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The Lost Ship
by [?]

On a fine spring morning in the early part of the present century, Tetby, a small port on the east coast, was keeping high holiday. Tradesmen left their shops, and labourers their work, and flocked down to join the maritime element collected on the quay.

In the usual way Tetby was a quiet, dull little place, clustering in a tiny heap of town on one side of the river, and perching in scattered red-tiled cottages on the cliffs of the other.

Now, however, people were grouped upon the stone quay, with its litter of fish-baskets and coils of rope, waiting expectantly, for to-day the largest ship ever built in Tetby, by Tetby hands, was to start upon her first voyage.

As they waited, discussing past Tetby ships, their builders, their voyages, and their fate, a small piece of white sail showed on the noble barque from her moorings up the river. The groups on the quay grew animated as more sail was set, and in a slow and stately fashion the new ship drew near. As the light breeze took her sails she came faster, sitting the water like a duck, her lofty masts tapering away to the sky as they broke through the white clouds of canvas. She passed within ten fathoms of the quay, and the men cheered and the women held their children up to wave farewell, for she was manned from captain to cabin boy by Tetby men, and bound for the distant southern seas.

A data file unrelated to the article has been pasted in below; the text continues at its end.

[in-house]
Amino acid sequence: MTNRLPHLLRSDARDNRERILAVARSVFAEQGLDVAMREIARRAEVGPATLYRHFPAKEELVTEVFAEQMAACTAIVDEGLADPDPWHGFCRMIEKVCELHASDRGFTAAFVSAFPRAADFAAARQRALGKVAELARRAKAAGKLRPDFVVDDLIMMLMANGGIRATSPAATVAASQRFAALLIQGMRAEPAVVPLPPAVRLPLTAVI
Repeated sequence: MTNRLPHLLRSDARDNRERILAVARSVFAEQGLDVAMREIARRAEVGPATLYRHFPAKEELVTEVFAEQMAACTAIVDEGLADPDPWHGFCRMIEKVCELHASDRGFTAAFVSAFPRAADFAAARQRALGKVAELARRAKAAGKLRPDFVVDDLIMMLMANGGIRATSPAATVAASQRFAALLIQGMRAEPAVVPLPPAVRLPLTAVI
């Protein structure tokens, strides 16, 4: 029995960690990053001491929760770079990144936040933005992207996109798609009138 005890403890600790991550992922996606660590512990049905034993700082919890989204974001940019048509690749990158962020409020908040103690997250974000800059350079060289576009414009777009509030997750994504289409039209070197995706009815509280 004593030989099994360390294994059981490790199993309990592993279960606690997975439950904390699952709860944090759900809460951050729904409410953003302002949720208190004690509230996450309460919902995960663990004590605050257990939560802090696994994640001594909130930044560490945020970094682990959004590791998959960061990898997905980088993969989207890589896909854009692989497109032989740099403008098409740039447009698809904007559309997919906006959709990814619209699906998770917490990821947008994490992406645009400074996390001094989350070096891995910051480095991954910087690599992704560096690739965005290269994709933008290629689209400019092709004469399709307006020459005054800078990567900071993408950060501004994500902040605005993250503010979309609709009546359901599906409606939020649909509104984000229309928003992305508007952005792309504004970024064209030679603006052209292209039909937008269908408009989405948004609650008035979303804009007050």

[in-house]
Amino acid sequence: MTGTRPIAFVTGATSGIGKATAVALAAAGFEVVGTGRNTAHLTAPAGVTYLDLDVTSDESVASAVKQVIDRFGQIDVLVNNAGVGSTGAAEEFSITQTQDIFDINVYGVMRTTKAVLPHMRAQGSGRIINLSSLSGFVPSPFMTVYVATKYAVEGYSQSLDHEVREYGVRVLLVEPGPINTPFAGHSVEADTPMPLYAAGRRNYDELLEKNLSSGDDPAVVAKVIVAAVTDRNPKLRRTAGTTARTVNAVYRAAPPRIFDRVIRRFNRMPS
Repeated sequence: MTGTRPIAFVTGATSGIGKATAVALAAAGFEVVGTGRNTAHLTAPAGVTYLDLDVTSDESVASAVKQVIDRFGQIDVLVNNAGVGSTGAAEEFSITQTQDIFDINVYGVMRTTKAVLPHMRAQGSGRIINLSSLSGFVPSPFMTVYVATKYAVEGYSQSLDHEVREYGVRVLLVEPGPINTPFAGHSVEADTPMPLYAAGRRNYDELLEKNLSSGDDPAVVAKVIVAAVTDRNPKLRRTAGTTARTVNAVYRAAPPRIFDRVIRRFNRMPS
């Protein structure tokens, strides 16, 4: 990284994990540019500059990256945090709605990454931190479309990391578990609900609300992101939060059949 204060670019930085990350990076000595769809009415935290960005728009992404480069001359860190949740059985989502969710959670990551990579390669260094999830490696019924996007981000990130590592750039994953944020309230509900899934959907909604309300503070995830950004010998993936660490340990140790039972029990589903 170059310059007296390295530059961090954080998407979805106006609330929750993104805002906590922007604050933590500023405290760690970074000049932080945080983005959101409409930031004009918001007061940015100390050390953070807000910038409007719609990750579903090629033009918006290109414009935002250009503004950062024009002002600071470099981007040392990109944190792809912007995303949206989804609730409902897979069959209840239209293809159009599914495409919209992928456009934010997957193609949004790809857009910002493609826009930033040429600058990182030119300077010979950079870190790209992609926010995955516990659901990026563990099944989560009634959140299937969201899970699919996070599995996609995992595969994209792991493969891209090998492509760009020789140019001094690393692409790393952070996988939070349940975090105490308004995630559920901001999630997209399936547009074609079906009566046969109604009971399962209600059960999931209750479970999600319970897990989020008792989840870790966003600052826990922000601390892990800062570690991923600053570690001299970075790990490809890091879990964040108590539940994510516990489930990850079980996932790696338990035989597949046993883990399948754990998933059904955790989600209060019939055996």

Outside the harbour she altered her course somewhat and bent, like a thing of life, to the wind blowing outside. The crew sprang into the rigging and waved their caps, and kissed their grimy hands to receding Tetby. They were answered by rousing cheers from the shore, hoarse and masculine, to drown the lachrymose attempts of the women.

They watched her until their eyes were dim, and she was a mere white triangular speck on the horizon. Then, like a melting snowflake, she vanished into air, and the Tetby folk, some envying the bold mariners, and others thankful that their lives were cast upon the safe and pleasant shore, slowly dispersed to their homes.

Months passed, and the quiet routine of Tetby went on undisturbed. Other craft came into port and, discharging and loading in an easy, comfortable fashion, sailed again. The keel of another ship was being laid in the shipyard, and slowly the time came round when the return of Tetby’s Pride, for so she was named, might be reasonably looked for.

It was feared that she might arrive in the night–the cold and cheerless night, when wife and child were abed, and even if roused to go down on to the quay would see no more of her than her side-lights staining the water, and her dark form stealing cautiously up the river. They would have her come by day. To see her first on that horizon, into which she had dipped and vanished. To see her come closer and closer, the good stout ship seasoned by southern seas and southern suns, with the crew crowding the sides to gaze at Tetby, and see how the children had grown.

But she came not. Day after day the watchers waited for her in vain. It was whispered at length that she was overdue, and later on, but only by those who had neither kith nor kin aboard of her, that she was missing.

Long after all hope had gone wives and mothers, after the manner of their kind, watched and waited on the cheerless quay. One by one they stayed away, and forgot the dead to attend to the living. Babes grew into sturdy, ruddy-faced boys and girls, boys and girls into young men and women, but no news of the missing ship, no word from the missing men. Slowly year succeeded year, and the lost ship became a legend. The man who had built her was old and grey, and time had smoothed away the sorrows of the bereaved.